Double Victory: Minorities and Women During World War II
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Doorman, Karel Willem Frederik Marie (1889–1942)

Netherlands navy admiral. Born on 23 April 1889 in Utrecht, the Netherlands, Karel Doorman entered the Royal Netherlands Naval College in Den Helder in 1906. Commissioned in August 1910, he then served on several ships in the Far East and at home. In 1915, he joined the air division of the navy at Soesterberg and served at the De Kooy Naval Airfield from 1918 to 1921. After attending the Higher Naval School in the Hague, Doorman became one of the first flying instructors in the Netherlands naval air service. He returned to the Far East at the end of 1923, and from 1928 to the end of 1931, he was the first officer at De Kooy. Doorman began his third tour in the Far East in 1932 and served as a commanding officer on destroyers and cruisers. He held several positions in the naval department in Batavia (now Jakarta) in the Netherlands East Indies (NEI).

Doorman served in the Netherlands from June 1934 to September 1937 as chief of the naval staff and then returned for his fourth tour in the Far East, where he commanded a cruiser. He then headed the Royal Netherlands Naval Air Service in the NEI from August 1938 to May 1940. Promoted to rear admiral in May 1940, Doorman was appointed commander of the Netherlands Squadron in the East on 17 June. Because of his close connection with the naval air service, Doorman was well aware of the importance of aircraft and aerial reconnaissance.

In order to try to stop the Japanese forces moving toward Singapore and the NEI, the Allies formed the ABDA (American-British-Dutch-Australian) command structure in mid-January 1942. Dutch Vice Admiral C. E. L. Helfrich took overall command of the naval elements on 14 February, and Doorman held tactical command of the naval strike force. As Japanese intentions became clearer, Helfrich combined the naval elements available to him into the Combined Striking Force under Doorman. The fleet departed Surabaya on the evening of 26 February following reported sightings of Vice Admiral Takagi Takeo's Eastern Invasion Force as it approached Java.

The Combined Striking Force consisted of two heavy cruisers, two light cruisers, and nine destroyers. Outgunned by Takagi's ships, Doorman's command faced heavy odds even before it entered battle. It had never trained together as a unified force, lacked a common doctrine and common communication system, was suffering from fatigue the day of the battle, and had nothing to match the excellent Japanese Long Lance torpedoes. More important, although Doorman had requested aerial reconnaissance, none was available.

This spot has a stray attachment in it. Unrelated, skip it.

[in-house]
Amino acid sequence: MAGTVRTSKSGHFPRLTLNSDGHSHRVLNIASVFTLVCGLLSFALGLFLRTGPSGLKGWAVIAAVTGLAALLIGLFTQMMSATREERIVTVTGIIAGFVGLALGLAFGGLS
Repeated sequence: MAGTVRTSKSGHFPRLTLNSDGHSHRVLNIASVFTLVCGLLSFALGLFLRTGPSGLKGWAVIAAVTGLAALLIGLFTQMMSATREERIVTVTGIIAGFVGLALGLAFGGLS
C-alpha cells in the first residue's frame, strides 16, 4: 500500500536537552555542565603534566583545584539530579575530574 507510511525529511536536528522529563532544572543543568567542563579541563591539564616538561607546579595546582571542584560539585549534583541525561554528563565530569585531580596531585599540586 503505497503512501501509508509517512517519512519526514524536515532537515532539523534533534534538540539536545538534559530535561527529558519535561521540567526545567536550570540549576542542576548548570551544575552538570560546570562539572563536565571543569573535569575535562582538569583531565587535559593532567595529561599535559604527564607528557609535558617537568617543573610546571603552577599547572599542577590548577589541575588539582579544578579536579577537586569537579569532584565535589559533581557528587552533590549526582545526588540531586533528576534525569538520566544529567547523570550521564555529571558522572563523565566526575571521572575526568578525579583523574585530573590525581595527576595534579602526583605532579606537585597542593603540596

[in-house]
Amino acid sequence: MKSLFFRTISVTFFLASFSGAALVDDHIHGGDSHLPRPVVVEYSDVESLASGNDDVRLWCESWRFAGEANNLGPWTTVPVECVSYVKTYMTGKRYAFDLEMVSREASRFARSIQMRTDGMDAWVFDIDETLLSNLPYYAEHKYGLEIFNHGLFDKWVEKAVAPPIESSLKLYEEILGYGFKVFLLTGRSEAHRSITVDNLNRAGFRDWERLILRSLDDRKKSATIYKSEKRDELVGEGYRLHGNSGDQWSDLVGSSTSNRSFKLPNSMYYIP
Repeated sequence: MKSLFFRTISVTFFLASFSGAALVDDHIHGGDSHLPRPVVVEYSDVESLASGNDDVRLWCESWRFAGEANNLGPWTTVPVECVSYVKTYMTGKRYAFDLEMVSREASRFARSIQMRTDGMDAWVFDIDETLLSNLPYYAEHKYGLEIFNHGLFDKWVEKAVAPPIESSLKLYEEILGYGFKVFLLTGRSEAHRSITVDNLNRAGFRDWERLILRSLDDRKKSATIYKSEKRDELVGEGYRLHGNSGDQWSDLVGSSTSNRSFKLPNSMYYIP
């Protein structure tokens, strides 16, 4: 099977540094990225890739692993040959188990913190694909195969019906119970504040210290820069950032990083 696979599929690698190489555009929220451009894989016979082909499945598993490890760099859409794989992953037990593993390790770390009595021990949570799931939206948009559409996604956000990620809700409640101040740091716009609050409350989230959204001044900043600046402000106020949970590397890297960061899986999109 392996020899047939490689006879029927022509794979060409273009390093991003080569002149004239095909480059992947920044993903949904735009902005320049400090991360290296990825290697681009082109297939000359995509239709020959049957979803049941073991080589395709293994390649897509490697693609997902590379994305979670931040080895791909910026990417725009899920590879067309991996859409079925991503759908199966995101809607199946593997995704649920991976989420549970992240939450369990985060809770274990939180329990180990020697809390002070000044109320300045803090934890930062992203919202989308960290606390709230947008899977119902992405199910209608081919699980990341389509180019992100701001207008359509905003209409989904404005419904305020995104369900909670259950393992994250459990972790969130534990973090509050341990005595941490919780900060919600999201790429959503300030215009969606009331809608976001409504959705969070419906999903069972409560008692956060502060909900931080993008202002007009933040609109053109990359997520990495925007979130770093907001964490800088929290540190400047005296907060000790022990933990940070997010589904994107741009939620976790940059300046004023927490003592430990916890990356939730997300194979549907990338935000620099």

As a consequence, Japanese reconnaissance aircraft discovered Doorman's fleet first. In the Battle of the Java Sea on 27 February 1942, the Japanese sank the light cruisers De Ruyter (the flagship) and Java and three destroyers. Three cruisers and five destroyers (four of them American) survived. The Japanese lost no ships. Doorman himself perished aboard the De Ruyter.

Although some have criticized Doorman for his tactics in the battle, no one can question his bravery or his decision to attack. In order to defend Java, his fleet had to give battle. Doorman was posthumously awarded the Militaire Willemsorde 3rd class, the highest Dutch military decoration during the war. Two Netherlands aircraft carriers were later named for him.

Jon D. Berlin


Further Reading
Great Britain Ministry of Defense (Navy). War with Japan. 5 vols. Vol. 2, Defensive Phase. London: Her Majesty's Stationery Office, 1995.; Kampen, Anthony C. van. Ik val aan, volgt mij! (I attack, follow me!). Amsterdam: Voorheen C. de Boer Jr., 1947.; Oosten, F.C. van. The Battle of the Java Sea. Annapolis, MD: Naval Institute Press, 1976.; Willmott, H. P. Empires in the Balance. Japanese and Allied Pacific Strategies to April 1942. Annapolis, MD: Naval Institute Press, 1982.
 

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